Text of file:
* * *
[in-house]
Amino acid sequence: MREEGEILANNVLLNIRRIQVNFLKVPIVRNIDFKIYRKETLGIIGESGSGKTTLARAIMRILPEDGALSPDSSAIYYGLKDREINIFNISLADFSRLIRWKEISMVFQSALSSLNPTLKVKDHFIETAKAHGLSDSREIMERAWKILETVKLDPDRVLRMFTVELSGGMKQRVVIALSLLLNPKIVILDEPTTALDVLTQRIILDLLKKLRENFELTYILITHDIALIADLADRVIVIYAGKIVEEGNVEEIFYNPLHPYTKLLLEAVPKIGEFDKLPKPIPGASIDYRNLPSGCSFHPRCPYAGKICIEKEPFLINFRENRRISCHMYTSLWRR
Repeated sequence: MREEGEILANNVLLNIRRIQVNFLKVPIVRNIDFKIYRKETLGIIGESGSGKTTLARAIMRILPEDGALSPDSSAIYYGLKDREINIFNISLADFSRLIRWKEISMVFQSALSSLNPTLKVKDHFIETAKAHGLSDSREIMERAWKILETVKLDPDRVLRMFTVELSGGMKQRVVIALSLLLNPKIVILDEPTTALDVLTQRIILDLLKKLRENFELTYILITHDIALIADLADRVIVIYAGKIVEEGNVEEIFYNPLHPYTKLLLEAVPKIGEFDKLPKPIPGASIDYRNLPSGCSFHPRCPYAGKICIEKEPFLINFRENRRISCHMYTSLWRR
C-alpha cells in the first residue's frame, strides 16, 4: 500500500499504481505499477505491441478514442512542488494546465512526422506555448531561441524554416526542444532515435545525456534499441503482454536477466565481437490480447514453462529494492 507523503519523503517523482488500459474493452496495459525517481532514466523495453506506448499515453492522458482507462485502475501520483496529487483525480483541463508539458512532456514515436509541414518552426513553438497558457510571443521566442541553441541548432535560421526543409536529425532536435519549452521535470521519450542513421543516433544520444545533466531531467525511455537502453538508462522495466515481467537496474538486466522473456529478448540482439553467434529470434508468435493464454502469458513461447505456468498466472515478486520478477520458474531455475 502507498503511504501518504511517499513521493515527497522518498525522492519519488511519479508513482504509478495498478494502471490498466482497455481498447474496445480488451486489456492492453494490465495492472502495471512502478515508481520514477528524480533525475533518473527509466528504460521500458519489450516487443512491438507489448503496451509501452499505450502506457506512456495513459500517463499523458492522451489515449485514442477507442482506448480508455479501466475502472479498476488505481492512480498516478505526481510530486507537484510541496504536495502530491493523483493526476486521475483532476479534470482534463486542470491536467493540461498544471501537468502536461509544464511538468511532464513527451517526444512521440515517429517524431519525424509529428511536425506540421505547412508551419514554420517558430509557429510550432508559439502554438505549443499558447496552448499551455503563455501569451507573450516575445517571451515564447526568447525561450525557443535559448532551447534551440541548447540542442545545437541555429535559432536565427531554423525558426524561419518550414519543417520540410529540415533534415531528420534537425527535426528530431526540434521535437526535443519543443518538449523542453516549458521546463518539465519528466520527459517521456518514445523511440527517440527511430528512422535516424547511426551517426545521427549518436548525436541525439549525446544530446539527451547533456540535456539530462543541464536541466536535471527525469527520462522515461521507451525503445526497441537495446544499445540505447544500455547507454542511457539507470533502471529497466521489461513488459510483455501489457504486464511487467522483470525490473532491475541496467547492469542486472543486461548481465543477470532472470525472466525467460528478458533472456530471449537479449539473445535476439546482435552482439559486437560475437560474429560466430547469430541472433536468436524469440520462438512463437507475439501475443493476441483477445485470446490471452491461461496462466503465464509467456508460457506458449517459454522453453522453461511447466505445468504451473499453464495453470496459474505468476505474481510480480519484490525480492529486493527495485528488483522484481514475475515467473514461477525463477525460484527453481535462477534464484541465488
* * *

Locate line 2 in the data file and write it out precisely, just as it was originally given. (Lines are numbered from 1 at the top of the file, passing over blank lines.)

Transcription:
Amino acid sequence: MREEGEILANNVLLNIRRIQVNFLKVPIVRNIDFKIYRKETLGIIGESGSGKTTLARAIMRILPEDGALSPDSSAIYYGLKDREINIFNISLADFSRLIRWKEISMVFQSALSSLNPTLKVKDHFIETAKAHGLSDSREIMERAWKILETVKLDPDRVLRMFTVELSGGMKQRVVIALSLLLNPKIVILDEPTTALDVLTQRIILDLLKKLRENFELTYILITHDIALIADLADRVIVIYAGKIVEEGNVEEIFYNPLHPYTKLLLEAVPKIGEFDKLPKPIPGASIDYRNLPSGCSFHPRCPYAGKICIEKEPFLINFRENRRISCHMYTSLWRR